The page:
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OpenSBLI: Automated code-generation for heterogeneous computing architectures applied to compressible fluid dynamics on structured grids

David J. Lusher, Satya P. Jammy, Neil D. Sandham
Aerodynamics and Flight Mechanics group, University of Southampton. Boldrewood Campus, Southampton, SO16 7QF, United Kingdom
arXiv:2007.14933 [physics.comp-ph], (29 Jul 2020)

@misc{lusher2020opensbli,

   title={OpenSBLI: Automated code-generation for heterogeneous computing architectures applied to compressible fluid dynamics on structured grids},

   author={David J. Lusher and Satya P. Jammy and Neil D. Sandham},

   year={2020},

   eprint={2007.14933},

   archivePrefix={arXiv},

   primaryClass={physics.comp-ph}

}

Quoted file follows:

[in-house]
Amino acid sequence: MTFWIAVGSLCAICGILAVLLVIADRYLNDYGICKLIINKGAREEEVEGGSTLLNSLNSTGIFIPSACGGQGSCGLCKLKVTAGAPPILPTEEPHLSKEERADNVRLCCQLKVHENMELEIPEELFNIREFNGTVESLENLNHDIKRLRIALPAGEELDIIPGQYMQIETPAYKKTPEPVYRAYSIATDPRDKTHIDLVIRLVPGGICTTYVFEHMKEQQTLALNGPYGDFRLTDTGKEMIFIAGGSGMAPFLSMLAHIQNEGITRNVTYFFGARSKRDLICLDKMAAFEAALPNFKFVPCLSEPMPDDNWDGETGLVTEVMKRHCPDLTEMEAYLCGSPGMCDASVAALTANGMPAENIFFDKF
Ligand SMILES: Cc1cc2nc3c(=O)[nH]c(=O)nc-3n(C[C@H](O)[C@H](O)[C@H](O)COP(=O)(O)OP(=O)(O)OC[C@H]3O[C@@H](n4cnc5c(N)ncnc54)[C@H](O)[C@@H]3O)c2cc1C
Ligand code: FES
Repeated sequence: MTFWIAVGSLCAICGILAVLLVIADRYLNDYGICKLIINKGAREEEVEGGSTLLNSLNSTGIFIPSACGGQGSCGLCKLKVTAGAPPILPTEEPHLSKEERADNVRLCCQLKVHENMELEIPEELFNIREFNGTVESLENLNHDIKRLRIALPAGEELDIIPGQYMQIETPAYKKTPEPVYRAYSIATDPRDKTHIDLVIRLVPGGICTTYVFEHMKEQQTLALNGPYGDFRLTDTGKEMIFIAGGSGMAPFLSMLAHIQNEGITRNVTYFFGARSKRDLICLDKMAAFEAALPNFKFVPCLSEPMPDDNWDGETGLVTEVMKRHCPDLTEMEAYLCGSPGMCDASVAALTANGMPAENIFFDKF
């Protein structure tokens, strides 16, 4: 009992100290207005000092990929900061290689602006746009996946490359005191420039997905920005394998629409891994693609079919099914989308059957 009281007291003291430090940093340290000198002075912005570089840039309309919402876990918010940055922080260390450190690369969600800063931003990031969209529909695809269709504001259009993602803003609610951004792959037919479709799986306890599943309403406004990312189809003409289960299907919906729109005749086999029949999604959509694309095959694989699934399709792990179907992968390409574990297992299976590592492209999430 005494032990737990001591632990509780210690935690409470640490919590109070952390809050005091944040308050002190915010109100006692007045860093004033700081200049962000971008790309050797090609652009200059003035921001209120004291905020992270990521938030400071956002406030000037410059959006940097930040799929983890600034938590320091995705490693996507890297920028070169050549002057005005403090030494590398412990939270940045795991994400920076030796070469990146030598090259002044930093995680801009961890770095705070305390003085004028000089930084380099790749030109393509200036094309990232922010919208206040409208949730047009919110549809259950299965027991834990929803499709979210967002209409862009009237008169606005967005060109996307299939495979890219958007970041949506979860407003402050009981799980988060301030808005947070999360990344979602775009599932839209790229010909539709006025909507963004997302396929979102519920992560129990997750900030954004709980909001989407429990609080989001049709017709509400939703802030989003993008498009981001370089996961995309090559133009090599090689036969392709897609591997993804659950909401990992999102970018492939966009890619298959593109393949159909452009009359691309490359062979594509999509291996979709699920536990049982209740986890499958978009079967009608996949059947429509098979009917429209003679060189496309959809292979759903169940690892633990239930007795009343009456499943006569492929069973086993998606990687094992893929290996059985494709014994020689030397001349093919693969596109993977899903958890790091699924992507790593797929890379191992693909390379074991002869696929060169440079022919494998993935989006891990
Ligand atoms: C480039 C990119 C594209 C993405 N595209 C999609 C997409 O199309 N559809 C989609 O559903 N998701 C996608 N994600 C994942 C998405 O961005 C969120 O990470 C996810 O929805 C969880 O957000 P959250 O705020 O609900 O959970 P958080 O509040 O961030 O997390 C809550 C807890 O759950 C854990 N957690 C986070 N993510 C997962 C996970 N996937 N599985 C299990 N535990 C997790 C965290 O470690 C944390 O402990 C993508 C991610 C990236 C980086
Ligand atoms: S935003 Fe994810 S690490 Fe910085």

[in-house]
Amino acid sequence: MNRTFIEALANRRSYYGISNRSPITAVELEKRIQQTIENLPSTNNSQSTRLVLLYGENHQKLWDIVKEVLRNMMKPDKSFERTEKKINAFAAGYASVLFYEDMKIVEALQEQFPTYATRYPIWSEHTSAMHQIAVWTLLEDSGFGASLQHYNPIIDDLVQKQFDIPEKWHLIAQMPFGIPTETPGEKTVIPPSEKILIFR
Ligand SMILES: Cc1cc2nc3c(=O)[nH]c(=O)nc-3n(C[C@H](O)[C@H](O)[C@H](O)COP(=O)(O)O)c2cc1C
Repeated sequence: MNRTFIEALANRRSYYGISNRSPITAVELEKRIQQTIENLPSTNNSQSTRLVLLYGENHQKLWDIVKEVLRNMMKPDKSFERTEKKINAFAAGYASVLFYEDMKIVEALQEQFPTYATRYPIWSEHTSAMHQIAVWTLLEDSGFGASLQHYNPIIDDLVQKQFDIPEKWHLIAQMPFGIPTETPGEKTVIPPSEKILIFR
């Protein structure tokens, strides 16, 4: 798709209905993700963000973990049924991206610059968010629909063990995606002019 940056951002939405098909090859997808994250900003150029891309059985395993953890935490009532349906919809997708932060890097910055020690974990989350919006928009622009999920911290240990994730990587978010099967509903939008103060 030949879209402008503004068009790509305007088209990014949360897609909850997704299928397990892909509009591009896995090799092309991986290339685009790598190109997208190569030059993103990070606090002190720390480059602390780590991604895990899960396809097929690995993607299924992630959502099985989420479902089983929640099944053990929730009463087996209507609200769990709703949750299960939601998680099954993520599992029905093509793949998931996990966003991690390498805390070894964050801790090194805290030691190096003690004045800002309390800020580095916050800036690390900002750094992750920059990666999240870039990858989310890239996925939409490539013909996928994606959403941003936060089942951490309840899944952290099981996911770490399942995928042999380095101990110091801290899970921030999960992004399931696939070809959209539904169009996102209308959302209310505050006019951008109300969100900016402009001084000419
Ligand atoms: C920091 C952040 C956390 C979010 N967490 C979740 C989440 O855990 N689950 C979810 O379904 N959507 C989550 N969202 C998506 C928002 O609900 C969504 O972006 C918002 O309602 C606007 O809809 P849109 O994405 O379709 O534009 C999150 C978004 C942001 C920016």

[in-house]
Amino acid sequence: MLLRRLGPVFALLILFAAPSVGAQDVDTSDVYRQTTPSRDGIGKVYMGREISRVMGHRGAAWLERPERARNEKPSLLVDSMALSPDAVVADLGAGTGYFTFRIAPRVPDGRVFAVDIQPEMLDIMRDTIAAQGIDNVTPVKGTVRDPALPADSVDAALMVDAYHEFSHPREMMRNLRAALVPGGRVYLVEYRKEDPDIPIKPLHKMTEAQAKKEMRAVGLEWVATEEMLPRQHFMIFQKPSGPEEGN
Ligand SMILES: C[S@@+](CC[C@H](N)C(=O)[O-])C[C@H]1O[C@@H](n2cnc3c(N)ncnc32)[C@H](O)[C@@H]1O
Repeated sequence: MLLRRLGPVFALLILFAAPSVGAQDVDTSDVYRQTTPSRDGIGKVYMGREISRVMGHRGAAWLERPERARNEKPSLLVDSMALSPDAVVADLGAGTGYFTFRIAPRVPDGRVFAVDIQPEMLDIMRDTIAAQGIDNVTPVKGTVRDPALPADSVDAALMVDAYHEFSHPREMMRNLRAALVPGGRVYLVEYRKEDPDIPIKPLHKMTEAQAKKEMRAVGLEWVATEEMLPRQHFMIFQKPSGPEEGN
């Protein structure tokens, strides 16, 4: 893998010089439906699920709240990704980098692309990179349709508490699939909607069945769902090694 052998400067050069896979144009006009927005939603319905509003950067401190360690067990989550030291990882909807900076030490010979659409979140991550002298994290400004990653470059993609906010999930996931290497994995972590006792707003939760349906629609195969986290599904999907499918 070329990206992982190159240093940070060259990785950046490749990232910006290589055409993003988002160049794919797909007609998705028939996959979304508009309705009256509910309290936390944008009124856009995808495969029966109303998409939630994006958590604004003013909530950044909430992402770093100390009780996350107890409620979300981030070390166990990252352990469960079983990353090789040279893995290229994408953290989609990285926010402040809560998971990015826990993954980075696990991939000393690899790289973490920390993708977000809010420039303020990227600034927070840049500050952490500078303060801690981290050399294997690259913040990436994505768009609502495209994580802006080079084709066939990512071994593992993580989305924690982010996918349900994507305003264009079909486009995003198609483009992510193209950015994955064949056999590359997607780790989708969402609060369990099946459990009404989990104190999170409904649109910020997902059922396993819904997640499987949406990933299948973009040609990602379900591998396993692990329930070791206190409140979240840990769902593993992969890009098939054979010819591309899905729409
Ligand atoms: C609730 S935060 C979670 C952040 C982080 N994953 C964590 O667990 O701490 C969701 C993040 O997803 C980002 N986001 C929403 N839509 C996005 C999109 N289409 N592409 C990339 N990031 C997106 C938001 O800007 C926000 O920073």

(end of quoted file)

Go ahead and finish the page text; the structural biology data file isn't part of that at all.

OpenSBLI is an open-source code-generation system for compressible fluid dynamics (CFD) on heterogeneous computing architectures. Written in Python, OpenSBLI is an explicit high-order finite-difference solver on structured curvilinear meshes. Shock-capturing is performed by a choice of high-order Weighted Essentially Non-Oscillatory (WENO) or Targeted Essentially Non-Oscillatory (TENO) schemes. OpenSBLI generates a complete CFD solver in the Oxford Parallel Structured (OPS) domain specific language. The OPS library is embedded in C code, enabling massively-parallel execution of the code on a variety of high-performance-computing architectures, including GPUs. The present paper presents a code base that has been completely rewritten from the earlier proof of concept (Jacobs et al, JoCS 18 (2017), 12-23), allowing shock capturing, coordinate transformations for complex geometries, and a wide range of boundary conditions, including solid walls with and without heat transfer. A suite of validation and verification cases are presented, plus demonstration of a large-scale Direct Numerical Simulation (DNS) of a transitional Shockwave Boundary Layer Interaction (SBLI). The code is shown to have good weak and strong scaling on multi-GPU clusters. We demonstrate that code-generation and domain specific languages are suitable for performing efficient large-scale simulations of complex fluid flows on emerging computing architectures.
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